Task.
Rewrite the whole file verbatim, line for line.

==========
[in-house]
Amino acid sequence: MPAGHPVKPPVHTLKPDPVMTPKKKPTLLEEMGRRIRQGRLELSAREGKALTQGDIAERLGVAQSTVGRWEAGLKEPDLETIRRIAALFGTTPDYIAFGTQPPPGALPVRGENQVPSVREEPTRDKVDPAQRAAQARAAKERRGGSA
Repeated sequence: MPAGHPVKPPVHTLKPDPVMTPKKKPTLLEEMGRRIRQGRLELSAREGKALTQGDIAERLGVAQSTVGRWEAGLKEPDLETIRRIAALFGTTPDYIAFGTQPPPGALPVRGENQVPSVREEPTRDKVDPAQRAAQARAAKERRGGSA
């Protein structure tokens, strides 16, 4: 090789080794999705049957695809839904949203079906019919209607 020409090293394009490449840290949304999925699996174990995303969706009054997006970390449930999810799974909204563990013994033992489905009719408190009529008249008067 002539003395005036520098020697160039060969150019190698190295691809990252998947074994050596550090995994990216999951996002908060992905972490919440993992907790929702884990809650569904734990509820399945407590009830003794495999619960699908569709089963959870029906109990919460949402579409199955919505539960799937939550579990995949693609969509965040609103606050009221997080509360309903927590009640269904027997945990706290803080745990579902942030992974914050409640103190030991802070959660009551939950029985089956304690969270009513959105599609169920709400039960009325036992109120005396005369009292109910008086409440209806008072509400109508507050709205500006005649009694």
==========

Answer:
[in-house]
Amino acid sequence: MPAGHPVKPPVHTLKPDPVMTPKKKPTLLEEMGRRIRQGRLELSAREGKALTQGDIAERLGVAQSTVGRWEAGLKEPDLETIRRIAALFGTTPDYIAFGTQPPPGALPVRGENQVPSVREEPTRDKVDPAQRAAQARAAKERRGGSA
Repeated sequence: MPAGHPVKPPVHTLKPDPVMTPKKKPTLLEEMGRRIRQGRLELSAREGKALTQGDIAERLGVAQSTVGRWEAGLKEPDLETIRRIAALFGTTPDYIAFGTQPPPGALPVRGENQVPSVREEPTRDKVDPAQRAAQARAAKERRGGSA
């Protein structure tokens, strides 16, 4: 090789080794999705049957695809839904949203079906019919209607 020409090293394009490449840290949304999925699996174990995303969706009054997006970390449930999810799974909204563990013994033992489905009719408190009529008249008067 002539003395005036520098020697160039060969150019190698190295691809990252998947074994050596550090995994990216999951996002908060992905972490919440993992907790929702884990809650569904734990509820399945407590009830003794495999619960699908569709089963959870029906109990919460949402579409199955919505539960799937939550579990995949693609969509965040609103606050009221997080509360309903927590009640269904027997945990706290803080745990579902942030992974914050409640103190030991802070959660009551939950029985089956304690969270009513959105599609169920709400039960009325036992109120005396005369009292109910008086409440209806008072509400109508507050709205500006005649009694």